De-escalation of biologic disease-modifying antirheumatic drug (bDMARD) therapies in patients with rheumatoid arthritis (RA) is associated with significant cost savings, but results in decreases in quality of life compared with standard care, according to research published in PLoS One.

Researchers conducted a cost-utility analysis of patients with RA undergoing bDMARD therapy in order to compare continuing treatment (standard) with 3 treatment modalities: tapering (immediate 50% dose reduction), withdrawal (immediate 100% dose reduction), and tapering followed by withdrawal. Patients in this study had achieved either remission or low disease activity.

After 120 cycles over 30 years, the base model developed by investigators yielded negative incremental costs, in addition to negative incremental costs and negative incremental quality-adjusted life years (QALYs) for all 3 de-escalation approaches vs standard care. The incremental costs per patient were -€78,845 for tapering, -€121,691 for withdrawal, and -€107,696 for tapering followed by withdrawal. Incremental reductions in QALYs were -0.1498, -0.5611, and -0.4354, respectively, while incremental cost-effectiveness ratios were €526,254, €216,879, and €247,987, respectively.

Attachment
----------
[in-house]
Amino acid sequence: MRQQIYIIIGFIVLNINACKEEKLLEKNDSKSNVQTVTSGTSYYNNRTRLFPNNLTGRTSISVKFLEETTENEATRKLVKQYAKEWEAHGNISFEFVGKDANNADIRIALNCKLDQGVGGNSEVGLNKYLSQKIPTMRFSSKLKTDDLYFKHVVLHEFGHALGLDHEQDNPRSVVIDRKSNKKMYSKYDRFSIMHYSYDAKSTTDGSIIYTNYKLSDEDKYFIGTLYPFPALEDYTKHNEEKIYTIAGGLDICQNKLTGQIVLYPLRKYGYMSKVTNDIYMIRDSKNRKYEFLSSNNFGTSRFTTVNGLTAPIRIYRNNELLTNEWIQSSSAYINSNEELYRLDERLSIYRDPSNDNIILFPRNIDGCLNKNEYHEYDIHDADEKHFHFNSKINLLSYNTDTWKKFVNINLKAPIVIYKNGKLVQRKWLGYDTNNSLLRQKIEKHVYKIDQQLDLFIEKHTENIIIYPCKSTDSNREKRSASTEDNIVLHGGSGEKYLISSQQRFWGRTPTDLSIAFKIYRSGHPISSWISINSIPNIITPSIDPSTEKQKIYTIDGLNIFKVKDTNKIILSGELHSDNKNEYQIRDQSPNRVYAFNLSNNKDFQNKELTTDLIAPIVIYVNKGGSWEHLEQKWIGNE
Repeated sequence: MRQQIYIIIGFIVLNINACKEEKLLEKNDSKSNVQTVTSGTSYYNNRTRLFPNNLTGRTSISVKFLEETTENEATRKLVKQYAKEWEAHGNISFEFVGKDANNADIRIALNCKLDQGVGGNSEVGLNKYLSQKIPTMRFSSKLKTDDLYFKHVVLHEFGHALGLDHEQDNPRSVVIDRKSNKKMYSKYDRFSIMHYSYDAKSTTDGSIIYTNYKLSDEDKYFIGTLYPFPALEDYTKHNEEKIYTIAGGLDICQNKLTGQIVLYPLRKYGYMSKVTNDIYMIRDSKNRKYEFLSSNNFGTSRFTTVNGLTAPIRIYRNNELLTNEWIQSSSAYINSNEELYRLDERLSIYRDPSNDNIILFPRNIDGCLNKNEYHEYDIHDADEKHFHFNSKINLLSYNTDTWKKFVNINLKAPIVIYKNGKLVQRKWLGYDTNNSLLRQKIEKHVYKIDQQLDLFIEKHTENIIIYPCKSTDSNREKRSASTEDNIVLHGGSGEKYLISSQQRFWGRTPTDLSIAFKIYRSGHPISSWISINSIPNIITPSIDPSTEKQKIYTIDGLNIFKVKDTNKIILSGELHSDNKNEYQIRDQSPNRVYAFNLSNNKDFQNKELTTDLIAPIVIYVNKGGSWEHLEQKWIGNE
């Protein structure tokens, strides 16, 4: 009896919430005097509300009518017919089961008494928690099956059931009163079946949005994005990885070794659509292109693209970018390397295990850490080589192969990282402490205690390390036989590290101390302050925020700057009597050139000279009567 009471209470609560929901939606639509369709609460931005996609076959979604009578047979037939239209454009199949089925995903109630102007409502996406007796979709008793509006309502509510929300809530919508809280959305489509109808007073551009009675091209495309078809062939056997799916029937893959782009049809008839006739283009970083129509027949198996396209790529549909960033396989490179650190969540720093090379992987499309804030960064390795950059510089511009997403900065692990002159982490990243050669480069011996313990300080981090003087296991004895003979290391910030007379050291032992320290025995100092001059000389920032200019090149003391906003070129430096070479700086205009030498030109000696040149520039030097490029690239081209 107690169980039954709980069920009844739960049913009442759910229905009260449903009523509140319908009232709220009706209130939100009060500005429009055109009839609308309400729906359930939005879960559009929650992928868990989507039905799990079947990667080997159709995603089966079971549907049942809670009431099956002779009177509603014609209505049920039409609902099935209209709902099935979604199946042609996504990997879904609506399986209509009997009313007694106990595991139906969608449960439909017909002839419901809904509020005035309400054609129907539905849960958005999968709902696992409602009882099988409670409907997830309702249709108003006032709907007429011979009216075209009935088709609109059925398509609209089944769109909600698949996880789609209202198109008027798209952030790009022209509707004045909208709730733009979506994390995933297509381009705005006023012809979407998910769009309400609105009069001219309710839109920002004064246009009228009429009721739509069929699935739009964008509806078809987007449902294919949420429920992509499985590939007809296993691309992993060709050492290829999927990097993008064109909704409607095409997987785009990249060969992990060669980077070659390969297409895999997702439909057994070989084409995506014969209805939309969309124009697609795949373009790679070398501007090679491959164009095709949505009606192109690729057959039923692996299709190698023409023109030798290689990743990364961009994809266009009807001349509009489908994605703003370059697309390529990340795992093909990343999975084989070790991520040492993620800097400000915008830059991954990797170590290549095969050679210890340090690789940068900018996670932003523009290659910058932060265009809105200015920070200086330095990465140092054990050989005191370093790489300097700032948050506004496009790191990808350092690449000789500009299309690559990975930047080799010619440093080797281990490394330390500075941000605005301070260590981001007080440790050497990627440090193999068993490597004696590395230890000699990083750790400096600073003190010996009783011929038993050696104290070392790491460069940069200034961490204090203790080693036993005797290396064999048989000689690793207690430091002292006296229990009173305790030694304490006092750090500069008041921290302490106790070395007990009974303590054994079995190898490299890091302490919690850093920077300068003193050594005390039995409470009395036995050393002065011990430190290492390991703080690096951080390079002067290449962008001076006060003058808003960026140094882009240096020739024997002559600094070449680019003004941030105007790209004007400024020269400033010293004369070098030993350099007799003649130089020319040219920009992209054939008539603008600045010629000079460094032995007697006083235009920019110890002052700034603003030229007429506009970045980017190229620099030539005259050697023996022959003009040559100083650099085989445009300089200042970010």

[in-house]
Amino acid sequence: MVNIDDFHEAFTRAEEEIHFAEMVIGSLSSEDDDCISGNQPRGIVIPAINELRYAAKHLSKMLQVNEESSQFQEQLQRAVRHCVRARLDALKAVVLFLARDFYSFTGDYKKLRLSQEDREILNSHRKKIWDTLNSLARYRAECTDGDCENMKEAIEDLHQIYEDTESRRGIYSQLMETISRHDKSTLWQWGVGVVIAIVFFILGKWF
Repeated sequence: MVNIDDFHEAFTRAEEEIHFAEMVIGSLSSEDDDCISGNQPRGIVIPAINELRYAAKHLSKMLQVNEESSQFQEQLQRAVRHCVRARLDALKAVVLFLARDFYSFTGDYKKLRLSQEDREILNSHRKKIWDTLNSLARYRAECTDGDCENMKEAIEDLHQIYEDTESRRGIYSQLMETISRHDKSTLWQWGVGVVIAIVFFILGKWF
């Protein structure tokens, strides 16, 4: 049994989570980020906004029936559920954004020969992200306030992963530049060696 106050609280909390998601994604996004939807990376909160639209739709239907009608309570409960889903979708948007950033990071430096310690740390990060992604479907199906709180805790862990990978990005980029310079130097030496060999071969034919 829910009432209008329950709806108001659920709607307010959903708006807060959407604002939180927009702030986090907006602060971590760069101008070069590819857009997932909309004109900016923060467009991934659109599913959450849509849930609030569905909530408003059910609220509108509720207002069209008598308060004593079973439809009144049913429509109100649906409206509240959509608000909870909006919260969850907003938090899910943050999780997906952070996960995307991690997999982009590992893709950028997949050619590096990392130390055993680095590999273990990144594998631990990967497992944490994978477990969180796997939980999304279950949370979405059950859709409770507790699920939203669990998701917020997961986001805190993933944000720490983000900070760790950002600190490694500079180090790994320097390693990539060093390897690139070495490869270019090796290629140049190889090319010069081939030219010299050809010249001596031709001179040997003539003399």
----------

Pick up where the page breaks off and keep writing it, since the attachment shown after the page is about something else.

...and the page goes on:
Investigators conducted sensitivity analyses, adjusting for changes in parameters related to costs and quality of life and found that incremental QALYs were sensitive to changes only in transition probabilities in remission. Across all 3 models, pharmaceutical costs for bDMARDs were the most influential cost parameters; application of the upper and lower bound resulted in negative incremental costs of up to €179,002 and €64,371 when bDMARDs are withdrawn.


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Finally, when researchers applied a utility decrement to assess for the side effects of bDMARDs, tapering became the dominant strategy. Savings generated per QALY lost were substantially increased for both withdrawal and dose reduction strategies. Investigators found that self-withdrawal after 2, 3, or 5 years of stable remission resulted in reductions in savings and loss of QALYs across all interventions compared with standard care.

The study had several important study limitations. Researchers noted that clinical accuracy might be different across disease activity parameters. Patients with medium and high disease activity were combined into one cohort owing to study data limitations, and models may have underestimated direct costs because the researchers used cost registry data. Additionally, they assumed that patients were compliant over all 30 years, and finally, dose reduction to withdrawal models was modeled using results from tapering studies.

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“Our findings suggest that de-escalating bDMARDs through tapering … withdrawal, or tapering followed by withdrawal in patients with RA may lead to high cost savings compared with standard care. However, these savings are accompanied by a decrease in quality of life,” the researchers concluded, adding that “more research using data from clinical practice is necessary to validate our findings.”

Reference

Birkner B, Rech J, Stargardt T. Cost-utility analysis of de-escalating biological disease-modifying anti-rheumatic drugs in patients with rheumatoid arthritis. PLoS One. 2020;15(1):e0226754.